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Letter from the Editor | Working hard or overworking?

The hard pull of sleep beckons for the sweet release of your head hitting the pillow, the dark circles are beginning to form under your eyes and your hair looks disheveled. But, there is simply too much to do before relaxation can occur. We’ve all been there at least once in our lifetime, burning the midnight oil known as late night coffee.

Now, I am a strong believer in relaxation. I am also a strong believer in doing the best job you can do. In today’s fast-paced society, some have gotten into the mindset of just go, go, go all the time. There’s even a hashtag for it. But how much work is too much? When should the midnight oil end and the relaxation begin?

Small businesses usually tend to have few employees facing a big workload. I can see how it would be tempting for an employer to ask certain salaried workers to put in more hours, rather than an employee who is hourly, due to the fact that many salaried workers are not protected by overtime laws. The federal district court recently granted an injunction against a controversial Department of Labor overtime rule that would have to broaden overtime availability.

In 2014, President Barack Obama directed the Secretary of Labor to update and simplify the overtime regulations to make them easier for employees and businesses to understand and apply. The rule, which would have gone into effect Dec. 1, would give employers the option to either put more money into the pockets of hard workers putting in over 40 hours a week, or give them more free time.

Had it not been blocked, the rule would have raised the salary threshold indicating overtime eligibility from $455 a week to $913 or $47,476 a year. This rule would have automatically updated every three years based on wage growth over time.

While the block may be a success for small businesses, it’s sad that a small business success comes at the expense of some of its workers. If you’re burning the midnight oil frequently, wouldn’t it make sense that you get paid for it?

If you’re on salary making over $23,660 a year, you remain unprotected. I implore owners of small businesses to keep an eye out for how many hours their salaried workers are putting in and try to avoid overworking them. Those who are on salary, watch your hours. If you feel you are going above and beyond what you are getting paid to do, talk to your boss. I personally think anything over 60 hours a week is excessive.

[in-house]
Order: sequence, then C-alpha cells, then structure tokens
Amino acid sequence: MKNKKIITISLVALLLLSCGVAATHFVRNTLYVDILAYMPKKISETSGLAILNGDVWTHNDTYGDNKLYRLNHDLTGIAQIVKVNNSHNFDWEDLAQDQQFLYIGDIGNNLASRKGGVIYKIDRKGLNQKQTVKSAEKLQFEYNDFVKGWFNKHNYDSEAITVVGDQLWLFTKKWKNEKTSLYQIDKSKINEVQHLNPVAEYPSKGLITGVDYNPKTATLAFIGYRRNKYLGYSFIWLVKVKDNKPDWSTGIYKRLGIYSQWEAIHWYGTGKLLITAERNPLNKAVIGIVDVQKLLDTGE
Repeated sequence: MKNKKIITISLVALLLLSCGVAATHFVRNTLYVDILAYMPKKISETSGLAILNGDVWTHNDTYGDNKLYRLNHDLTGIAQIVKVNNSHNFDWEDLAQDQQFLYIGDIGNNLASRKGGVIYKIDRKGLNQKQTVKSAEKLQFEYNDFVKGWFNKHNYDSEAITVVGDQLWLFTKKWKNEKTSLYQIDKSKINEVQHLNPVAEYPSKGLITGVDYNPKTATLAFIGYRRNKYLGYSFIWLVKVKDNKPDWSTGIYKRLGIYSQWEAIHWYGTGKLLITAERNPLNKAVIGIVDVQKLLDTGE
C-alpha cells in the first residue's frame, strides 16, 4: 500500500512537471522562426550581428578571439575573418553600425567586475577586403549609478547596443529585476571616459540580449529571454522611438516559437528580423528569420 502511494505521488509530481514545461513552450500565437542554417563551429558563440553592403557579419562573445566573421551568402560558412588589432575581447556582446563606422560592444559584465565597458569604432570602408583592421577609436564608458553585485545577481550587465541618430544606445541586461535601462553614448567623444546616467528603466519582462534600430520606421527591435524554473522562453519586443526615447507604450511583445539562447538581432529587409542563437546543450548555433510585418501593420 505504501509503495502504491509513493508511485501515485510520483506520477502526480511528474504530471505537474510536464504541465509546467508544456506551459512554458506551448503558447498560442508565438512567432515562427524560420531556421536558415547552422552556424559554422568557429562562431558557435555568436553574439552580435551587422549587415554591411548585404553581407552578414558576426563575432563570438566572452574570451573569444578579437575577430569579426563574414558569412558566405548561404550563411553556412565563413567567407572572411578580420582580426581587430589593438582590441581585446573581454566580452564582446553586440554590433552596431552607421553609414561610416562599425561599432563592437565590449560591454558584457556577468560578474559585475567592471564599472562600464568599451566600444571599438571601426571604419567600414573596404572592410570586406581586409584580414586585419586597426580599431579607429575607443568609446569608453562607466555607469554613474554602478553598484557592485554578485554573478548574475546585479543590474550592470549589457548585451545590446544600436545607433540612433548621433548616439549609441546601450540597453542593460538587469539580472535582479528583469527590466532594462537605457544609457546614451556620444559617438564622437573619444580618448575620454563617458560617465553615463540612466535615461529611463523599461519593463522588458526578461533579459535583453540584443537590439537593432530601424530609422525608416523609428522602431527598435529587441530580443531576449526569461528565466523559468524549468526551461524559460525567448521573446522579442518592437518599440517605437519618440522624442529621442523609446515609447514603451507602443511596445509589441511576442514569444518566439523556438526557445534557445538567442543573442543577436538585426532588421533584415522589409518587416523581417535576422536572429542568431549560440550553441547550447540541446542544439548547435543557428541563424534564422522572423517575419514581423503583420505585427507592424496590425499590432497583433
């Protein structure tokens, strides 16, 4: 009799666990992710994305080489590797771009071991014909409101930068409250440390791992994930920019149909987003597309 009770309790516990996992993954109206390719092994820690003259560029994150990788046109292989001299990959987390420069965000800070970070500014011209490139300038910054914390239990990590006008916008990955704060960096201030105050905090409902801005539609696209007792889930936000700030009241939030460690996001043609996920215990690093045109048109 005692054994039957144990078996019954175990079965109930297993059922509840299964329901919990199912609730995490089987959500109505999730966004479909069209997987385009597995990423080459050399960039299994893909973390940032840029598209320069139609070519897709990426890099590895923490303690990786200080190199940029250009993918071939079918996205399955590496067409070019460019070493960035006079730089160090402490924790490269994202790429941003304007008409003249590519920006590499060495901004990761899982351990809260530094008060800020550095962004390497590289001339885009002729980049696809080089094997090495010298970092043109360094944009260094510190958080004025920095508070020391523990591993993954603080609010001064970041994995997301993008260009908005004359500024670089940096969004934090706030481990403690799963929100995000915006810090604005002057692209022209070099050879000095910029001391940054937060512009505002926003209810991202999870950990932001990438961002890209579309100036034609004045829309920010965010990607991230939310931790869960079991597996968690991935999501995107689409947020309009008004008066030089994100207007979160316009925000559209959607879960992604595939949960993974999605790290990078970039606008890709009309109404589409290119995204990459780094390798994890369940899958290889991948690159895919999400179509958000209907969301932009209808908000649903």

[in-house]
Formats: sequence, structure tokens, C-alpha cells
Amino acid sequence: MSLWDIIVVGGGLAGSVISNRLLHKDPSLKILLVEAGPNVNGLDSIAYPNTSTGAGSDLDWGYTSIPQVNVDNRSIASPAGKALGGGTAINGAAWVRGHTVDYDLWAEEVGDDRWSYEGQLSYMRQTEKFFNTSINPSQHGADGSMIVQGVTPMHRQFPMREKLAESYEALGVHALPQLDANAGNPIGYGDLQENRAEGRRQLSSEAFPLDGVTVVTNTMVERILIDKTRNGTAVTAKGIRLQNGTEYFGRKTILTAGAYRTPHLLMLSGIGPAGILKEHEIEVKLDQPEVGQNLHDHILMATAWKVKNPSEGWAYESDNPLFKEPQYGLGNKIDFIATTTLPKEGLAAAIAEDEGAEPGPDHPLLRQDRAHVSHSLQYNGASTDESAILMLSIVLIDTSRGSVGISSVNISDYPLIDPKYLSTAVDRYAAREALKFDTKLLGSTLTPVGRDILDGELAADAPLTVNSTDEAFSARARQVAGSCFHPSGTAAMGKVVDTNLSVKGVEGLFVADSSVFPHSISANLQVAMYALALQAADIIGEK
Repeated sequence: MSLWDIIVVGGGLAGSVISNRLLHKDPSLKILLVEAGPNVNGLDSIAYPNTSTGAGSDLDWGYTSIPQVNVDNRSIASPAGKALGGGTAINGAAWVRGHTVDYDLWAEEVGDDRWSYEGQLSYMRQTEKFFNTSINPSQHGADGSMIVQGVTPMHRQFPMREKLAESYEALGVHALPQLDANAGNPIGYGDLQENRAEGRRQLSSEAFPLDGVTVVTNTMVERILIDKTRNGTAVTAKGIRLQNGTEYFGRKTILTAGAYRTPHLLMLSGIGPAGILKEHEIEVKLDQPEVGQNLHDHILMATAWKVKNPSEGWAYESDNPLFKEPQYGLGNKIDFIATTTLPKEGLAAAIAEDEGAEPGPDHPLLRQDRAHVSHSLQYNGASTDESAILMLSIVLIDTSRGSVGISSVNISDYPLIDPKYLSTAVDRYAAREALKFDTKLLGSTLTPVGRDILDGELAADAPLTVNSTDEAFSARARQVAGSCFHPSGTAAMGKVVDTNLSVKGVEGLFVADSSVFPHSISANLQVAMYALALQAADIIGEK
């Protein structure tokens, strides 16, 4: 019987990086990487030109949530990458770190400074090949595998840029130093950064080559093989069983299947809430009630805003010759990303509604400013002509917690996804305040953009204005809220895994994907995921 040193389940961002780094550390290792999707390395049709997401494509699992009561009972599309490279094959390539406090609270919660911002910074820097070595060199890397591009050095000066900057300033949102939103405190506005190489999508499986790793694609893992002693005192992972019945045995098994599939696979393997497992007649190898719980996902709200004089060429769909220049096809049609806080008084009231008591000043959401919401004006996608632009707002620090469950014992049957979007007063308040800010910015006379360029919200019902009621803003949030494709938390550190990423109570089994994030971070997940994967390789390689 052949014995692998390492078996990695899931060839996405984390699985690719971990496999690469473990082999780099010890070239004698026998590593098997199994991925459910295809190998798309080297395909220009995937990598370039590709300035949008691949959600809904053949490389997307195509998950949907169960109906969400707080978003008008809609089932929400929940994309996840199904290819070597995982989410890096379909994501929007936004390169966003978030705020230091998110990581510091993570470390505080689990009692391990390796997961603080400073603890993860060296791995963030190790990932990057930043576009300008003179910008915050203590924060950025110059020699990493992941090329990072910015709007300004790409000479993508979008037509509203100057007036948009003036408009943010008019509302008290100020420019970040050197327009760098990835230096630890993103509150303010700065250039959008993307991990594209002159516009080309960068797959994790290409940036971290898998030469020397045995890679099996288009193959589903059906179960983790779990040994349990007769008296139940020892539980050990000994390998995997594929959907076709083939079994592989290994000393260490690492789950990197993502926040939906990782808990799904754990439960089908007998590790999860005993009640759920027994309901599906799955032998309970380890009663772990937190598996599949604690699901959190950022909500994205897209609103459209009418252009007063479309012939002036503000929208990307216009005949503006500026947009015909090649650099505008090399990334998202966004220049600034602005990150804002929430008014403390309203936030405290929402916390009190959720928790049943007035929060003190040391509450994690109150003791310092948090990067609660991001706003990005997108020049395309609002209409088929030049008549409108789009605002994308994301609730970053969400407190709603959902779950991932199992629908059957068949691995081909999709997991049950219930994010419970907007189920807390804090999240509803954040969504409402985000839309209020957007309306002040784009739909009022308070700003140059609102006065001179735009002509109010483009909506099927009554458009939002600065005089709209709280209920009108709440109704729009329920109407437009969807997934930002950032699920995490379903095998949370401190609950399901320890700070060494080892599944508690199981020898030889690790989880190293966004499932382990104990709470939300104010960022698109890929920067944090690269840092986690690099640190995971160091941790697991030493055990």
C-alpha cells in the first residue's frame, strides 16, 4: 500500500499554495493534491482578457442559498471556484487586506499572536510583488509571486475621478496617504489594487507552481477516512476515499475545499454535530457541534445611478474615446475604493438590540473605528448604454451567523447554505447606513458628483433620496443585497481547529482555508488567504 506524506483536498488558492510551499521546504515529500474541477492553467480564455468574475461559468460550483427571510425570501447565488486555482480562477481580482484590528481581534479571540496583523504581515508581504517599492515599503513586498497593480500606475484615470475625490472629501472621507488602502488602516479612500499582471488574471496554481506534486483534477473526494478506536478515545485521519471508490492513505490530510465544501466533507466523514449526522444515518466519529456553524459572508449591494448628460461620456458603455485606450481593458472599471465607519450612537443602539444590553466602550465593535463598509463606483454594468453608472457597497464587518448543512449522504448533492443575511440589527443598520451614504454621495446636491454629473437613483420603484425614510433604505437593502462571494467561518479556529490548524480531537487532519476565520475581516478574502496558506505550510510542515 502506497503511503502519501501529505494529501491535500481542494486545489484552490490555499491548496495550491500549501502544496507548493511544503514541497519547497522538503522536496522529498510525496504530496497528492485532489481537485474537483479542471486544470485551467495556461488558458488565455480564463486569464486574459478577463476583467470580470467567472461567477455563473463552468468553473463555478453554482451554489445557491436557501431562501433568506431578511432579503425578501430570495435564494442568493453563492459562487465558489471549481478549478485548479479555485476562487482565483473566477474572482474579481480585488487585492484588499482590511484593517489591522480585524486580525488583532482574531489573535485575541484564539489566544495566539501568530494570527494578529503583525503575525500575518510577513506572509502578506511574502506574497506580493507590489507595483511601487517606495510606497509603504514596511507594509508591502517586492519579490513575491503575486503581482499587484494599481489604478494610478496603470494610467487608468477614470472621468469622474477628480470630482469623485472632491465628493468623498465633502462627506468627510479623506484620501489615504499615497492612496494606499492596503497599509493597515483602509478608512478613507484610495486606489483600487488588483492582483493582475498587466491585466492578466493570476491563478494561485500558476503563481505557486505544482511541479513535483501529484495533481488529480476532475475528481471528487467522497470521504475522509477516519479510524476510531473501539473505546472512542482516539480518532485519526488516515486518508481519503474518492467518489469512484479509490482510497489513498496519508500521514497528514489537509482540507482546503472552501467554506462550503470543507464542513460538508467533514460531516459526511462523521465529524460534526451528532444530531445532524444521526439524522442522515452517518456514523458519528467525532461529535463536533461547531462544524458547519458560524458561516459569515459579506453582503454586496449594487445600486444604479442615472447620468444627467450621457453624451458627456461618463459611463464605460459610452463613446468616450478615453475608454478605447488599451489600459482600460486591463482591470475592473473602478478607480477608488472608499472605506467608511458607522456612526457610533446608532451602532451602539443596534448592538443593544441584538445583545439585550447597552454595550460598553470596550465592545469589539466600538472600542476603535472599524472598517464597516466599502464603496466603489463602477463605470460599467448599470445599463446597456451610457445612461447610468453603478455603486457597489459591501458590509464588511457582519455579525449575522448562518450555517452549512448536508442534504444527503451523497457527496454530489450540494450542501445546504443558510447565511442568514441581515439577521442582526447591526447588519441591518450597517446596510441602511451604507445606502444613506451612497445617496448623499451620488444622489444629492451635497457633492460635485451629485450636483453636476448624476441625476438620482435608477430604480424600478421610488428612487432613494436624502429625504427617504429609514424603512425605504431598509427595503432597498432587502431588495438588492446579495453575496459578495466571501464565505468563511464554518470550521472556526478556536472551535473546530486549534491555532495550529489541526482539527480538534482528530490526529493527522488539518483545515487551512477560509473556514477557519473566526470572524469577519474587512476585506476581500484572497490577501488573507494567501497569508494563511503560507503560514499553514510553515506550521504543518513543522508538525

I recently watched a video made by Evan Carmichael with Entrepreneur, called, “7 Signs You’re Overworked and Need a Break.” The seven signs are:

-Your Health is suffering. To prevent some the ill effects of overworking, one can use vacation time, get at least seven hours of sleep, eat the right foods and find time to move while at work. Get up every two hours to take a five-minute walk.

-Your spouse is lonely. I personally have the mindset that you can’t replace loved ones, but jobs will come and go. Having said that, don’t play hooky just because. I’m suggesting finding balance. Carmichael suggested involving your spouse by explaining your job and getting them involved in what you’re doing.

-You can’t spend time with your kids. If you have kids, you can’t replace that time with them, use it wisely. If you have to miss a big event, you better have a good reason, again this is just my opinion.

-You have regrets. If you’re regretting not getting to do more activities you enjoy doing, chances are you are not getting to do them enough. Set aside one to two hours a day and dedicate that time to whatever you want to do, whether it be painting, gardening, watching a movie or just spending more time with loved ones.

-You’re not feeling creative. Jobs that require some thought, such as writing or teaching, thrive on creativity. Make sure you set aside time to be creative. Take a walk, paint a picture or sing in the shower; it’s different for everyone. Treat that time for creativity like it is a part of your job because technically it, is.

-You’re not hitting your goals. If you’re not reaching your goals, something needs to change. I am a supporter of working smart, not hard.

-You wonder if you’re in the wrong business. I think the old saying “If you love your job you never work a day” rings so true. If you wake up every morning dreading your job, you are probably not in the right profession, and you should take a leap of faith and try something that makes you happy. Again this is just my opinion.

As human beings, we only get one life, and there is no set expiration date on that life. It could be 20, 50 or even 100 years. So yes, that time is valuable, because we really don’t know how much we have. Make sure those days, hours even minutes are not wasted. If you must burn the midnight oil, make sure it’s worth it.